The Liberal Democrats are having a good crisis - within the political classes at least.
For those following the details of the expenses crisis, no LibDem MP has been among the worst offenders. To date, LibDem misdemeanours have been relatively trivial.
The party has a strong record on political reform, which is now the theme of the moment, leading influential Observer columnist Andrew Rawnsley to suggest that they have the most credibility on electoral reform.
So Sunday's Observer also endorsed the LibDems for the European elections - which I think it the first national newspaper endorsement of the party in a national election (though The Independent came close to doing so in the 2005 General Election, while The Guardian habitually offers a hybrid Lab-Lib endorsement).
But making as much progress with voters as with liberal commentators may be more difficult. Where the public mood is "a plague on all of your houses", then the LibDems can expect to be its victims as much as its beneficiaries. One poll sees them edge Labour, but another has the party fourth in the European elections.
This presents Nick Clegg and the LibDem leadership with an important dilemma.
One obvious response is to burnish the party's "outsider" credentials. There is a long Liberal and LibDem tradition of portraying the reds and blues as a two-party establishment - tweedledum and tweedledee - and the yellows as the radicals who can break the mould. Senior LibDems spend a lot of time pushing this idea.
But that is not enough. The LibDems will never win an anti-politics auction to be the party which is furthest outside the political establishment.
In different ways, the Greens, UKIP and a whole host of fringe parties of every variety (from the Jury Team to the BNP) can trump them on that. What has pejoratively called the "dustbin vote can switch between parties with diametrically opposed views. Whatever their opponents can say about the highly variable nature of local LibDemmery, the national party has been serious on the economy, climate change and political reform and has mostly tended to eschew cheap populism leading it into positions that it can not credibly defend. Tuition fees have been the most glaring exception to this).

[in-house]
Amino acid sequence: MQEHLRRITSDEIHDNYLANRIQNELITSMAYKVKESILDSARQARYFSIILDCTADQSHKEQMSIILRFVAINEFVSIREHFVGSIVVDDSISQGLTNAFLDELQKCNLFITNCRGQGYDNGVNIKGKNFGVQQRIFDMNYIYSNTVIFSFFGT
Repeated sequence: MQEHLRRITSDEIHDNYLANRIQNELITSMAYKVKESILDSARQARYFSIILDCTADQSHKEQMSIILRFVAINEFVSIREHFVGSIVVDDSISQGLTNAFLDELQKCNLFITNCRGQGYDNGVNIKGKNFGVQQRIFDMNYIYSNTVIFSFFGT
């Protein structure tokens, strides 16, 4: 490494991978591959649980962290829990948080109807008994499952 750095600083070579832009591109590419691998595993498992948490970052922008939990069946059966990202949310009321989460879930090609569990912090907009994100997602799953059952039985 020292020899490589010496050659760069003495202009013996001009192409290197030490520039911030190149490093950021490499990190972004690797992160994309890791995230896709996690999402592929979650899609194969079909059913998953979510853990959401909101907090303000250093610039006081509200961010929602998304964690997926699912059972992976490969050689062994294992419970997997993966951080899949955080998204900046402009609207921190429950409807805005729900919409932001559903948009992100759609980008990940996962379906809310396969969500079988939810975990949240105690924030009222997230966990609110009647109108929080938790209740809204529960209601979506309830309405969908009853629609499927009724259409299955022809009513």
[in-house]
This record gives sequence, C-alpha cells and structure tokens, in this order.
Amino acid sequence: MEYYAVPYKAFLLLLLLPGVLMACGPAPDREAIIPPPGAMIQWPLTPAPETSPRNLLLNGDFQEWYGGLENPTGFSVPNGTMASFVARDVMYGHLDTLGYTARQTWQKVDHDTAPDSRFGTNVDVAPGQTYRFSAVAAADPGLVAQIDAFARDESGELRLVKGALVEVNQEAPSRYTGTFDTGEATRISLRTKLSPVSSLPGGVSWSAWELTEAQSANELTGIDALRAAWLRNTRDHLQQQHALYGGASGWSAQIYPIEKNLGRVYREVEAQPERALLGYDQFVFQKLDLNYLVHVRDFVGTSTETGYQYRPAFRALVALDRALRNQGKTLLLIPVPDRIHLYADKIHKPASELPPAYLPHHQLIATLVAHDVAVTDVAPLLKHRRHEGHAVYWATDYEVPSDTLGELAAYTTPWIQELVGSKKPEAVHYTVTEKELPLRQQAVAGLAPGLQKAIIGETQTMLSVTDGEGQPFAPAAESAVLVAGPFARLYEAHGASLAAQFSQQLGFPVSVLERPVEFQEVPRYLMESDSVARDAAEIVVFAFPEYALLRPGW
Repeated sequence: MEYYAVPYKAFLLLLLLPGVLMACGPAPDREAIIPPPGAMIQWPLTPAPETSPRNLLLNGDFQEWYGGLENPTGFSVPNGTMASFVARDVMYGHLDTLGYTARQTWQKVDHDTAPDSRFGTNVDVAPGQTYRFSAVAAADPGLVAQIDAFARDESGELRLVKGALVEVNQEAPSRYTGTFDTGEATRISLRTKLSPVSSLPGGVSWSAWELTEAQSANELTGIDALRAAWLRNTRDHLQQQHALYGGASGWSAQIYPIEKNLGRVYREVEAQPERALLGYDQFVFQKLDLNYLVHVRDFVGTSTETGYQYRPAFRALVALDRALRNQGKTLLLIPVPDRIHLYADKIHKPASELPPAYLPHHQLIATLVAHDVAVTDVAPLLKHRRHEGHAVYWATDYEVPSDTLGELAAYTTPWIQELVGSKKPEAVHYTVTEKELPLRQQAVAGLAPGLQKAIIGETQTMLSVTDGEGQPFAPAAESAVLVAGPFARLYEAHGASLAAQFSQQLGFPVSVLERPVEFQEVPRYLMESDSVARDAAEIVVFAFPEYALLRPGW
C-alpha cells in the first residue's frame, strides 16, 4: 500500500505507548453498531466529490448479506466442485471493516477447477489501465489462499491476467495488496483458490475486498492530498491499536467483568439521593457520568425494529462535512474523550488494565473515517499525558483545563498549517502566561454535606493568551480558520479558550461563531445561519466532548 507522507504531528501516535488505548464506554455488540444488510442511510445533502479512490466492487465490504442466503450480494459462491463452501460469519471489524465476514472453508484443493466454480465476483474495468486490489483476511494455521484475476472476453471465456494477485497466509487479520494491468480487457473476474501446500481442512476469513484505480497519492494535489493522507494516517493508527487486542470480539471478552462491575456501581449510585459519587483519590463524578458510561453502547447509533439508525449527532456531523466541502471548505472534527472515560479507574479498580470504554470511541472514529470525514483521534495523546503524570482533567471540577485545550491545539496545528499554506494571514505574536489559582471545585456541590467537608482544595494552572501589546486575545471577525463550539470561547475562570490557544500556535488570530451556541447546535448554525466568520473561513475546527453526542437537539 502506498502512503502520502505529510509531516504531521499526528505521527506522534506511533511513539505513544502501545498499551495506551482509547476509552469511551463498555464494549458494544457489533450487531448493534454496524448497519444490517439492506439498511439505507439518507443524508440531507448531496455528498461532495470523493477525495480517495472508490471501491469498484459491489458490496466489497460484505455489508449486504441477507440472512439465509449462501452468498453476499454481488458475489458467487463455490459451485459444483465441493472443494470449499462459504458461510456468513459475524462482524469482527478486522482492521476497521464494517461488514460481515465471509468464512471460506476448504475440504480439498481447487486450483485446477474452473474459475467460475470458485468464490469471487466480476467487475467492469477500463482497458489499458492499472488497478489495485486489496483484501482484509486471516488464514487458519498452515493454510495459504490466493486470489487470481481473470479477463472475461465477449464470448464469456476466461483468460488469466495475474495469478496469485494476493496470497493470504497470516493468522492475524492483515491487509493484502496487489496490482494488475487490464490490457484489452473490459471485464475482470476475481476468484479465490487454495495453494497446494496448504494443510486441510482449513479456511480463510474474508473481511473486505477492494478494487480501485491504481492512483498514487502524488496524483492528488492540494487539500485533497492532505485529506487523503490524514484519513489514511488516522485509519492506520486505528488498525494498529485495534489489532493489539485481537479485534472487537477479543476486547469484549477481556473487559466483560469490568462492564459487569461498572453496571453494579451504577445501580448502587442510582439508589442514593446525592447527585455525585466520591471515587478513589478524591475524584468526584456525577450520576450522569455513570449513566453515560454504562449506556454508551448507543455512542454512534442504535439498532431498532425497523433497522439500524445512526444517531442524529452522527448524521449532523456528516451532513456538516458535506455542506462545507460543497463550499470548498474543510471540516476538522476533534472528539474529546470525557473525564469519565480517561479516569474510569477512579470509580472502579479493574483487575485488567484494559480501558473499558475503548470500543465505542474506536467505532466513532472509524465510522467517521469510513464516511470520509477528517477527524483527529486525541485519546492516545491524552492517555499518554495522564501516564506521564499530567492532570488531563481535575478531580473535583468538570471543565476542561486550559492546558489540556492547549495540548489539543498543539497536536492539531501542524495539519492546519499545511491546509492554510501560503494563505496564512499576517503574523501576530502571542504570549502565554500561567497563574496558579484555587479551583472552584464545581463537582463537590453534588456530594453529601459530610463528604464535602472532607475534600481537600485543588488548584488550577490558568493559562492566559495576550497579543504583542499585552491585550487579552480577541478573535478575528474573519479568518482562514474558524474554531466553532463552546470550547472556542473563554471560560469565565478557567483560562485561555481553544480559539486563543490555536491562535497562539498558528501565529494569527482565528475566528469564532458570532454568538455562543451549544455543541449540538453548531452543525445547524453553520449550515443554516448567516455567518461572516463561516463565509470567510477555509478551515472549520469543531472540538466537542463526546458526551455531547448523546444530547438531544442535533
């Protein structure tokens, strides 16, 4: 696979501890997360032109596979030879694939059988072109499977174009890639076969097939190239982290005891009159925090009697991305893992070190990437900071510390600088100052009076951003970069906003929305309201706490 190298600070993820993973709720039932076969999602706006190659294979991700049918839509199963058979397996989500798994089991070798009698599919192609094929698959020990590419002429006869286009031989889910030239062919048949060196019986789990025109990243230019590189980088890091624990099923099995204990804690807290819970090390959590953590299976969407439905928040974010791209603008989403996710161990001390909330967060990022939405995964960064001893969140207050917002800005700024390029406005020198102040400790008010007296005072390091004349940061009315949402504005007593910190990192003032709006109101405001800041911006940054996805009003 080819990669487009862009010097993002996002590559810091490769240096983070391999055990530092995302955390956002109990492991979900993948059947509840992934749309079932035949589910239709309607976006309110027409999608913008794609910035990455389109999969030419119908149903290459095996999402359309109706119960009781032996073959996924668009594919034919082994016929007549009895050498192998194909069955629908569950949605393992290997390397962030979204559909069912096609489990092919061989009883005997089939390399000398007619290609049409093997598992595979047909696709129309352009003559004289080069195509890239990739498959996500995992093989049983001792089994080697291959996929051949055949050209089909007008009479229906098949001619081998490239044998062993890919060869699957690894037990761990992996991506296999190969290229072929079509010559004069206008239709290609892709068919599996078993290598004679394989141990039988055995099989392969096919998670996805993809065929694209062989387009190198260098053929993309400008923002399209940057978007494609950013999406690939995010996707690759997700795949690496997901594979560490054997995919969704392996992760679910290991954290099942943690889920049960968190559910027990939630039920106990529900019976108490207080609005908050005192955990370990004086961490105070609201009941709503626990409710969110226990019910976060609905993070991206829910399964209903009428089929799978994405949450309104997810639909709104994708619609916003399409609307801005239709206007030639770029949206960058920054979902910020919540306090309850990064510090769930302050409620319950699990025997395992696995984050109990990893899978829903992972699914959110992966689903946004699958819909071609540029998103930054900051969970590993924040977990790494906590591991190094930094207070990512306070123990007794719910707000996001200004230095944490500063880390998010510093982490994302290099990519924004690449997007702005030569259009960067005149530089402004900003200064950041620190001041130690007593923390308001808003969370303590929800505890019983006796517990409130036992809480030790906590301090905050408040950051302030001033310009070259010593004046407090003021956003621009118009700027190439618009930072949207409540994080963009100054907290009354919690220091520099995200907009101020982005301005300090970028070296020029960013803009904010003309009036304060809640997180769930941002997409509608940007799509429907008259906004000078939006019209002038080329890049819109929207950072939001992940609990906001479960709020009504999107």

If the LibDems need to show that they have an edge over smaller parties, it is the constructive, pro-politics case that they are better placed to make change happen. Nick Clegg's 100 day plan for political reform is an imaginative way to project the party's case that radical change is both necessary and possible. This depends on opposing "politics as usual" yet also on the party's credibility, knowledge and political strength inside the system.
It depends on not being an 'establishment party' - yet also on building alliances for change on the inside.
Firstly, Nick Clegg wants to set the agenda for change in a Parliament where he has less than 10 per cent of the seats. He has made a good start - offering a much deeper and more coherent agenda than David Cameron - and so setting the bar as to what the government needs to do to revive its own interest in a 'new constitutional settlement'.
Secondly, the purpose of the LibDem agenda and its broader political strategy is to bring about a different politics - one in which cooperation between parties is part of a more pluralist political culture.
Many LibDems will be rationally sceptical of renewed Labour interest in progressive alliances. They need to be confident not just that they will not be stitched up - but that this is not a moment for a stitch up between political parties. (This may make renewed Labour interest in a constitutional convention important - Progress have launched a campaign for this, which I support).
Yet, while there should be many questions about the timing and nature of cooperation across party boundaries, it is also the only plausible way in which the LibDems' own agenda for reform could be realised at what could be its most promising - if potentially treacherous - moment for decades.